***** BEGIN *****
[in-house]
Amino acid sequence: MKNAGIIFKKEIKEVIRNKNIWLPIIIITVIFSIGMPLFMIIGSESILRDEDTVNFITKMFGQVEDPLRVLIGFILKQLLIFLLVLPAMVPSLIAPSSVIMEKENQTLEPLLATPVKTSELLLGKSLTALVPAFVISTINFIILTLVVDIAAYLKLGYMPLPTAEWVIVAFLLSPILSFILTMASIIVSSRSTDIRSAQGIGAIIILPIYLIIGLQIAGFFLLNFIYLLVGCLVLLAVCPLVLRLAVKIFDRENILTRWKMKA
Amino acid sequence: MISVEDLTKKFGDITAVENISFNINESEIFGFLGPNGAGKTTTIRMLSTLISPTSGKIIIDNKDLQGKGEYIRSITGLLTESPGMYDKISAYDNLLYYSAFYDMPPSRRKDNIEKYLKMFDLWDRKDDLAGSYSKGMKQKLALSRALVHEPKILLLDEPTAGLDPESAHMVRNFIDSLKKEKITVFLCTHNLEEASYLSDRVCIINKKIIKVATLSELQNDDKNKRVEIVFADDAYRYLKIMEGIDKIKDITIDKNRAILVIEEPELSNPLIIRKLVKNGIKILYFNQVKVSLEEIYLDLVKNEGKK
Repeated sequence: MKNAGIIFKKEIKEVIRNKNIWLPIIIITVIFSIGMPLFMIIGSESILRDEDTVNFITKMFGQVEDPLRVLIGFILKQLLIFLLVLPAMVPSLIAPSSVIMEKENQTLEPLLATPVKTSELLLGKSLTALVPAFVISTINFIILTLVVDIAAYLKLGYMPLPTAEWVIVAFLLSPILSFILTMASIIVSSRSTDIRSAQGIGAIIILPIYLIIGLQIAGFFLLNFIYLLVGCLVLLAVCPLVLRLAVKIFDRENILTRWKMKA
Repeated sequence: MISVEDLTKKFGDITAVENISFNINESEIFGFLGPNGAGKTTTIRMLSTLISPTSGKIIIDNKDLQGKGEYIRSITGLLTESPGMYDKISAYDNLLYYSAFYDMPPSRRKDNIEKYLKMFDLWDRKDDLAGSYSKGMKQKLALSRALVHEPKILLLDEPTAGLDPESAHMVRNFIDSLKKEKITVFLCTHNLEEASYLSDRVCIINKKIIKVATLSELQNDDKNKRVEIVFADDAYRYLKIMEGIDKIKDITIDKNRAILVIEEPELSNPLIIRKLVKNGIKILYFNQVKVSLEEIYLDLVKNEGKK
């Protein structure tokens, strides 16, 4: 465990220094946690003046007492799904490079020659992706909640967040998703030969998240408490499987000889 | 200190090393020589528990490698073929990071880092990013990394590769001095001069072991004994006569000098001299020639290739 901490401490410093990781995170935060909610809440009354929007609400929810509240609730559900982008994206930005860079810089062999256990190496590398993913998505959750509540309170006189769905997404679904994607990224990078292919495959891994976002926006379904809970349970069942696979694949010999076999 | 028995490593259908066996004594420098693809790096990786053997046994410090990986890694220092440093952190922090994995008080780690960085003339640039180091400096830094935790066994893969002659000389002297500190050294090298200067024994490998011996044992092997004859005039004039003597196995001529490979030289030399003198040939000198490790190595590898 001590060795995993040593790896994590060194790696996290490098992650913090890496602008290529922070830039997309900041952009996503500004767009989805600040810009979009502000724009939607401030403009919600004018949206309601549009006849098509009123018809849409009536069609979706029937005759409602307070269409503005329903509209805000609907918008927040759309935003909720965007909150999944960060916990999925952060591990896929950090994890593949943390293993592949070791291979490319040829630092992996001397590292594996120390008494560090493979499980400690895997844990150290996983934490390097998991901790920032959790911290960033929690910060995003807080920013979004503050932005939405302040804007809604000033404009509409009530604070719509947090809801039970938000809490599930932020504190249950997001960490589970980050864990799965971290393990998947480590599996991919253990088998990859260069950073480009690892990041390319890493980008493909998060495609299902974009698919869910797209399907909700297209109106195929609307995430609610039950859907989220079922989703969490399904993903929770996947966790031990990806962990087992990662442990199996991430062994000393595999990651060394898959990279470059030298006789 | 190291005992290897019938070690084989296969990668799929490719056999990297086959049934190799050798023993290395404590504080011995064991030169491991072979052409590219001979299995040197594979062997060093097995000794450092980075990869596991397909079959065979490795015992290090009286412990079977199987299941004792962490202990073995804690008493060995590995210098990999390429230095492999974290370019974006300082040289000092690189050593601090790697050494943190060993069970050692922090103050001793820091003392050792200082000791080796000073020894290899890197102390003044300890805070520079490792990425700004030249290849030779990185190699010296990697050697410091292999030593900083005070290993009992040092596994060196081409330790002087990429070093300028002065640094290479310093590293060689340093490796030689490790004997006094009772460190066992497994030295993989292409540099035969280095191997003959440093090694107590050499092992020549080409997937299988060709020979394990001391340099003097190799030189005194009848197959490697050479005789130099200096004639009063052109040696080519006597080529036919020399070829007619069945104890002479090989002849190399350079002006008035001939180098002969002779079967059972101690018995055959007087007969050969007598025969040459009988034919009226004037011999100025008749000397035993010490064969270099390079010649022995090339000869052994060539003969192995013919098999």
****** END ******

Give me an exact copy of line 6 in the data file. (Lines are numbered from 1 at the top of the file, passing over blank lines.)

């Protein structure tokens, strides 16, 4: 465990220094946690003046007492799904490079020659992706909640967040998703030969998240408490499987000889 | 200190090393020589528990490698073929990071880092990013990394590769001095001069072991004994006569000098001299020639290739 901490401490410093990781995170935060909610809440009354929007609400929810509240609730559900982008994206930005860079810089062999256990190496590398993913998505959750509540309170006189769905997404679904994607990224990078292919495959891994976002926006379904809970349970069942696979694949010999076999 | 028995490593259908066996004594420098693809790096990786053997046994410090990986890694220092440093952190922090994995008080780690960085003339640039180091400096830094935790066994893969002659000389002297500190050294090298200067024994490998011996044992092997004859005039004039003597196995001529490979030289030399003198040939000198490790190595590898 001590060795995993040593790896994590060194790696996290490098992650913090890496602008290529922070830039997309900041952009996503500004767009989805600040810009979009502000724009939607401030403009919600004018949206309601549009006849098509009123018809849409009536069609979706029937005759409602307070269409503005329903509209805000609907918008927040759309935003909720965007909150999944960060916990999925952060591990896929950090994890593949943390293993592949070791291979490319040829630092992996001397590292594996120390008494560090493979499980400690895997844990150290996983934490390097998991901790920032959790911290960033929690910060995003807080920013979004503050932005939405302040804007809604000033404009509409009530604070719509947090809801039970938000809490599930932020504190249950997001960490589970980050864990799965971290393990998947480590599996991919253990088998990859260069950073480009690892990041390319890493980008493909998060495609299902974009698919869910797209399907909700297209109106195929609307995430609610039950859907989220079922989703969490399904993903929770996947966790031990990806962990087992990662442990199996991430062994000393595999990651060394898959990279470059030298006789 | 190291005992290897019938070690084989296969990668799929490719056999990297086959049934190799050798023993290395404590504080011995064991030169491991072979052409590219001979299995040197594979062997060093097995000794450092980075990869596991397909079959065979490795015992290090009286412990079977199987299941004792962490202990073995804690008493060995590995210098990999390429230095492999974290370019974006300082040289000092690189050593601090790697050494943190060993069970050692922090103050001793820091003392050792200082000791080796000073020894290899890197102390003044300890805070520079490792990425700004030249290849030779990185190699010296990697050697410091292999030593900083005070290993009992040092596994060196081409330790002087990429070093300028002065640094290479310093590293060689340093490796030689490790004997006094009772460190066992497994030295993989292409540099035969280095191997003959440093090694107590050499092992020549080409997937299988060709020979394990001391340099003097190799030189005194009848197959490697050479005789130099200096004639009063052109040696080519006597080529036919020399070829007619069945104890002479090989002849190399350079002006008035001939180098002969002779079967059972101690018995055959007087007969050969007598025969040459009988034919009226004037011999100025008749000397035993010490064969270099390079010649022995090339000869052994060539003969192995013919098999």